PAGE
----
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Higher Ed as the Basis for Economic Growth: The Georgia Story

December 12, 2005

Over the last 15 years, few states have been as focused on investing in higher education to encourage sustainable economic prosperity as Georgia. At SSTI's 9th Annual Conference on Oct. 19-21, 2005, presenters made the case that the southern state is a national leader in American higher education.

Higher Ed as the Basis for Economic Growth: The Georgia Story featured Mike Cassidy, president and chief executive officer of the Georgia Research Alliance (GRA). Joining Cassidy were Michael Gerber, president of the Atlanta Regional Council for Higher Education (ARCHE), Joy Hymel, executive director of the Intellectual Capital Partnership Program (ICAPP), and David Lee, director of strategic research and analysis of the Georgia Student Finance Commission (GSFC).

The session examined the full spectrum of Georgia's strategy to encourage university-oriented tech-based economic development (TBED) through workforce preparedness, research funding, infrastructure development, technology commercialization, and regional branding.

GRA, a public-private partnership that acts as Georgia's lead science and technology program, is a widely emulated model for TBED. It is a group whose board is drawn from the top levels of some of the state’s largest corporations and six universities - Clark Atlanta University, Emory University, Georgia Institute of Technology, Georgia State University, Medical College of Georgia, and University of Georgia.

Cassidy highlighted GRA's Eminent Scholars program, which recruits scientists to Georgia to lead R&D programs having high potential economic development impact for the state. The scientists come from all parts of the world and, to date, number 51. Cassidy also emphasized three GRA initiatives to encourage technology transfer - the GRA Innovation Fund, VentureLab, and funding for technology incubators at universities.

Either directly or indirectly, the alliance has over the last 10 years helped to bring Georgia from the lower or middle tier to the top tier of states on several measures of economic vitality. Examples of measures include:

  • The $400 million GRA has invested on behalf of the state in people, laboratories and equipment needed for innovative university R&D has brought nearly $2 billion in new federal and private funds into the Georgia economy, a return of $5 for every $1 invested.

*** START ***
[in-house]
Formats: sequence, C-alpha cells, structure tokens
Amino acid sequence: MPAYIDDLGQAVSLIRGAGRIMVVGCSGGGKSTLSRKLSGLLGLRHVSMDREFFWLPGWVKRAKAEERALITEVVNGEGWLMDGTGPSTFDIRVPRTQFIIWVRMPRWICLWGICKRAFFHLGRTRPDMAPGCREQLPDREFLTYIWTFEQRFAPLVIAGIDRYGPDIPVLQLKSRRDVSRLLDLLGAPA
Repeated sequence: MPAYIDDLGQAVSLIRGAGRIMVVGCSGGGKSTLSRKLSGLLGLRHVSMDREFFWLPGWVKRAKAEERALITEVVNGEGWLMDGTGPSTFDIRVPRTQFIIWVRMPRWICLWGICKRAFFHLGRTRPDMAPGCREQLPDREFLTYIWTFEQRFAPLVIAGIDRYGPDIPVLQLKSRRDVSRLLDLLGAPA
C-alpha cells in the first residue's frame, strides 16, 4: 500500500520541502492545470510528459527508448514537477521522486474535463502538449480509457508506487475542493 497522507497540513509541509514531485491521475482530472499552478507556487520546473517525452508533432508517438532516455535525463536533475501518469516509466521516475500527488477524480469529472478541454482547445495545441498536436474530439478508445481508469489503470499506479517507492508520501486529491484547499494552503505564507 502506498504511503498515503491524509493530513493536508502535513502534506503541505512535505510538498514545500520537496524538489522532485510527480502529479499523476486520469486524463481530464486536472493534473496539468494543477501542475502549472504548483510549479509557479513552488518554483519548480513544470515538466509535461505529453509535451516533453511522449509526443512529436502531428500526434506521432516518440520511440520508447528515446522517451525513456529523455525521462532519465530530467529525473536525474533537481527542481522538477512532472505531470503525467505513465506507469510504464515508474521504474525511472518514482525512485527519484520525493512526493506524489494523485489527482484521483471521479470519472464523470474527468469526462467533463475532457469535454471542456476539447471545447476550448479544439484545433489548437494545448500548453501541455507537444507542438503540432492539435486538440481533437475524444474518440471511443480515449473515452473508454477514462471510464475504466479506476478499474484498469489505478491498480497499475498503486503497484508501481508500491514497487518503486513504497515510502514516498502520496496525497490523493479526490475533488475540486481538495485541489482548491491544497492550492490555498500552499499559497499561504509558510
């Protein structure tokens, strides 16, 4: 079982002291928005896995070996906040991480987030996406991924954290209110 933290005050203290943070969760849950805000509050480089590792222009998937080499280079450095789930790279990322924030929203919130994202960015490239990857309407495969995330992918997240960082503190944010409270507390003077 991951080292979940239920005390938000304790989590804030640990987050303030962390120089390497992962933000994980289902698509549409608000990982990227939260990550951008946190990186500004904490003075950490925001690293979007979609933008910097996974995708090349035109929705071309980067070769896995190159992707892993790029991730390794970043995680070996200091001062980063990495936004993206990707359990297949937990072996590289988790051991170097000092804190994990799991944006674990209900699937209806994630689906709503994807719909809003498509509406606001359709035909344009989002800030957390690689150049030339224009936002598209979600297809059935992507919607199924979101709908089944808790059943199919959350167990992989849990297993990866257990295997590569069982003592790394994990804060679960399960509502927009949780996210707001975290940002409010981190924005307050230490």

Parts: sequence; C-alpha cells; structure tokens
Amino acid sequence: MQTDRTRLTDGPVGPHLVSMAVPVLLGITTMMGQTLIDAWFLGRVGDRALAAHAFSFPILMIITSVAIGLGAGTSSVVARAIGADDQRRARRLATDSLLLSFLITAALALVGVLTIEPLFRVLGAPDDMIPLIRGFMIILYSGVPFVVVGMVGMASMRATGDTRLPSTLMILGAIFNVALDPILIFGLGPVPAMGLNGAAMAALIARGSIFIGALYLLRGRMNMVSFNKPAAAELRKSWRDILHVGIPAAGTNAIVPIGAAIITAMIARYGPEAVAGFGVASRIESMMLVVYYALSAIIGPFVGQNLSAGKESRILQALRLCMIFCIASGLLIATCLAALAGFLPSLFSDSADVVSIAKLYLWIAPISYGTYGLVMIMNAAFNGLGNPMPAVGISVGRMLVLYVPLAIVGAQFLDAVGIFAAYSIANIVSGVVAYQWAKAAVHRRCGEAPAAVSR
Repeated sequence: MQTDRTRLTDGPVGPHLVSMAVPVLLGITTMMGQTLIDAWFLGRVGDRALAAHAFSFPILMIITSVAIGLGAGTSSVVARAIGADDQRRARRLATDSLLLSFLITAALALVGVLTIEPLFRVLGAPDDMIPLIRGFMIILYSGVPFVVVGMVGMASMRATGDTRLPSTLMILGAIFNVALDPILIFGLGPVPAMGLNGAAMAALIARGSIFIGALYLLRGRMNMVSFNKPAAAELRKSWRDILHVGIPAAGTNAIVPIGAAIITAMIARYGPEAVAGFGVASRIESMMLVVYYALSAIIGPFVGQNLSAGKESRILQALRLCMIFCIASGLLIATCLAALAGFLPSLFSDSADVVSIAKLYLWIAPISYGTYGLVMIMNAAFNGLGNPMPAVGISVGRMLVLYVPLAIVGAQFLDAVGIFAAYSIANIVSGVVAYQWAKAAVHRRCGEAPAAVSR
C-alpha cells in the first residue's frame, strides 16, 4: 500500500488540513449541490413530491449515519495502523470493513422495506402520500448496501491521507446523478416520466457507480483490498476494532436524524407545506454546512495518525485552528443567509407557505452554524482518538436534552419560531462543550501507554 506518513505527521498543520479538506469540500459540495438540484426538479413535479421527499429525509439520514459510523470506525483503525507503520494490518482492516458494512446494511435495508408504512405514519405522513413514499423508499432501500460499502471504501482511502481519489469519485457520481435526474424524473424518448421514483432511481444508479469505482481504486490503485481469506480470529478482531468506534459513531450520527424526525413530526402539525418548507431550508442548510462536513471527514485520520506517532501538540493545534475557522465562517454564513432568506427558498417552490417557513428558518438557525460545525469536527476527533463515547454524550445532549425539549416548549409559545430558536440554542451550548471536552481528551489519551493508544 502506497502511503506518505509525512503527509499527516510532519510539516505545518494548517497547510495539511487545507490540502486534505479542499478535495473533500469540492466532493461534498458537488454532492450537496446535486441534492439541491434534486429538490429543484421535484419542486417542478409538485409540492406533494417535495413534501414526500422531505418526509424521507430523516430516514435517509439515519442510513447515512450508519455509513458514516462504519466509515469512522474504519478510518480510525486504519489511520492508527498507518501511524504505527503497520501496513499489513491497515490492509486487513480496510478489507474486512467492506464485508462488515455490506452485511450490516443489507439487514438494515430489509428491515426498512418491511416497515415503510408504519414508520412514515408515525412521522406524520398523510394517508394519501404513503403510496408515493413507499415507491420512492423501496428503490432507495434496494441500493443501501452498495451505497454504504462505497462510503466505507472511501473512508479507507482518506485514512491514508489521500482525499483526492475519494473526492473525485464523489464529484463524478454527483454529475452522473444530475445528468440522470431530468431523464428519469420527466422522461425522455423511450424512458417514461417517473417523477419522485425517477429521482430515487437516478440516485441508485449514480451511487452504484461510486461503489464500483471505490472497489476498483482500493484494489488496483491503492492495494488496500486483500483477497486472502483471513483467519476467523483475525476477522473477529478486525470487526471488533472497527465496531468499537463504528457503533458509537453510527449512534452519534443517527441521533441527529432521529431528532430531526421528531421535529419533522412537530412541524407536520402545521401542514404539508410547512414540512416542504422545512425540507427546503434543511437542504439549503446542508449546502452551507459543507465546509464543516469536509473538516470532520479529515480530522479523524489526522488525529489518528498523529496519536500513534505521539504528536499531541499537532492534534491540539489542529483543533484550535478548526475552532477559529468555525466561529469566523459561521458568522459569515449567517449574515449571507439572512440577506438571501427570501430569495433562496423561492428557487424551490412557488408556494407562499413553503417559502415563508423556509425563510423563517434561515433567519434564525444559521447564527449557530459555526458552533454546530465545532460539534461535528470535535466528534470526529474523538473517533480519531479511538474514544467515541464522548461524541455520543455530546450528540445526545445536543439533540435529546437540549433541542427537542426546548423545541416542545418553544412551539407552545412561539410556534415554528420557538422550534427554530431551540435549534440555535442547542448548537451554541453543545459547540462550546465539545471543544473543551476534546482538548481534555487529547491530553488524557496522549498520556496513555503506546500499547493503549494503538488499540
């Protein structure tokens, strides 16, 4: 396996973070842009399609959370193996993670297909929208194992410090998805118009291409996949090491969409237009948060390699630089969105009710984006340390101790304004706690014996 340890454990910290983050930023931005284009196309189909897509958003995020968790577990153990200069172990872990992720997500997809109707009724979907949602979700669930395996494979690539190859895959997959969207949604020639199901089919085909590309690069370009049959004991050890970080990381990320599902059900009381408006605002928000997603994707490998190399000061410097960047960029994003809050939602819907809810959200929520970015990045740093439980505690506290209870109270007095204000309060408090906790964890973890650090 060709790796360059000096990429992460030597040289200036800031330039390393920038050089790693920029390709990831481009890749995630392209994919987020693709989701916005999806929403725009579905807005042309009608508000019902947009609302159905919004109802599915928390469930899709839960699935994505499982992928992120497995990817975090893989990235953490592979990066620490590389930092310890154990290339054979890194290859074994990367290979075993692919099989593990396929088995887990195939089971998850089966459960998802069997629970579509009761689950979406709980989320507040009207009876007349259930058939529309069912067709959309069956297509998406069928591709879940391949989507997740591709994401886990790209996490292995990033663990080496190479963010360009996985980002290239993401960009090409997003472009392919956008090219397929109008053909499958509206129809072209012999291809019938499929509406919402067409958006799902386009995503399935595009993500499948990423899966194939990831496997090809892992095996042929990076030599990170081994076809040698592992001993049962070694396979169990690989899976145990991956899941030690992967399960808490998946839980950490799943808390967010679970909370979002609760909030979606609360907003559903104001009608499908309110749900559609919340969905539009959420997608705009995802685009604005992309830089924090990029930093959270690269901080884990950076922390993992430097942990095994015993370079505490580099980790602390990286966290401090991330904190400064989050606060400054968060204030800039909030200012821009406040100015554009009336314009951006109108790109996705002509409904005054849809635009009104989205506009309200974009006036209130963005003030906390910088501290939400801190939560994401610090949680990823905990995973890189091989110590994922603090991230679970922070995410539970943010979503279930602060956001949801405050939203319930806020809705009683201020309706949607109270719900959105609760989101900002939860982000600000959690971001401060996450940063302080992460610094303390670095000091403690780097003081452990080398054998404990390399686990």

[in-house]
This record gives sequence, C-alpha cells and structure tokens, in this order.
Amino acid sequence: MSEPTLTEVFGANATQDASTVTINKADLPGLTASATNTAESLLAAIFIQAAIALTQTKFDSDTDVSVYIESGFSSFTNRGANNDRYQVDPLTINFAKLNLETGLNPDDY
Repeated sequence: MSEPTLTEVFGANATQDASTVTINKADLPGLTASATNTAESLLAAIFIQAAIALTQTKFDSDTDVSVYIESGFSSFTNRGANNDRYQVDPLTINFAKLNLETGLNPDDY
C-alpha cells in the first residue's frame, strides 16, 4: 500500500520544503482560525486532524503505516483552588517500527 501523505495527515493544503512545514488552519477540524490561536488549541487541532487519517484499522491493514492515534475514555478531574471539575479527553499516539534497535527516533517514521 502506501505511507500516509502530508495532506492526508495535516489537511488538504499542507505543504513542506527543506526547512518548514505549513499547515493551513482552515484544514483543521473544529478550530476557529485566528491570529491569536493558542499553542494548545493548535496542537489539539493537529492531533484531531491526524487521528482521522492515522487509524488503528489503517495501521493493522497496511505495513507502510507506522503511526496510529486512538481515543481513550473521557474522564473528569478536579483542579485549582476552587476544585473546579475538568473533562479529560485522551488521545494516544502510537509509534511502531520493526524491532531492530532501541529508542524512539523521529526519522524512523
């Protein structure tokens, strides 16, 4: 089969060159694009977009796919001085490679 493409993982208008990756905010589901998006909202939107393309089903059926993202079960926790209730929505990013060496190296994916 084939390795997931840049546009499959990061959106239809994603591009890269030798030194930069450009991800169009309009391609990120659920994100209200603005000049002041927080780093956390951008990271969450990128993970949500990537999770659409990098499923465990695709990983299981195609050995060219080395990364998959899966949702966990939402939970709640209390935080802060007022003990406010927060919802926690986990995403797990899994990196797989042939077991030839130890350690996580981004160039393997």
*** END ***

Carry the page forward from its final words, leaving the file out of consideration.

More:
• Venture capital investments from 1995 to 2000 grew from $100 million to $1 billion.
  • Alliance university partners have increased their research collaborations with industry by 800 percent since the early 1990s.
  • More than 100 high-value technology companies have spun out of university research.

Additionally, since 1990, GRA has helped attract 120 world-class researchers to Georgia and 1,500 high-tech jobs have been created at the state's research universities, Cassidy said.

Gerber's presentation detailed several reports prepared by ARCHE, an organization whose mission focuses on advancing Atlanta-area higher education. In particular, Gerber highlighted a study that ranks Atlanta in the top eight of the 60 largest U.S. metro areas across 20 measures of higher ed. Some of 2000-2001 measures cited, with ranking shown in parentheses, were total research expenditures (4); degrees conferred in engineering and related technologies (2), in the biological and life sciences (7) and in the computer and information sciences (5); total degrees (3); and total enrollment (7).

Hymel and Lee made similar presentations, detailing their respective organization's contribution to the Georgia economy through higher ed-friendly programs. Hymel, for example, noted that ICAPP has helped assist more than 1,300 Georgians to become licensed health professionals through its Health Professionals Initiative. The new positions are expected to generate an annual payroll of $45.2 million and an estimated $2.7 million each year in state income taxes.

GSFC's HOPE Scholarship Program - funded by the Georgia Lottery - will have provided more than $3.2 billion in scholarship and grant assistance by the end of 2006, Lee said. The program provides such assistance to Georgia residents who attend eligible state postsecondary institutions. Since the program's inception in 1994, more than four million awards have been made to almost one million students.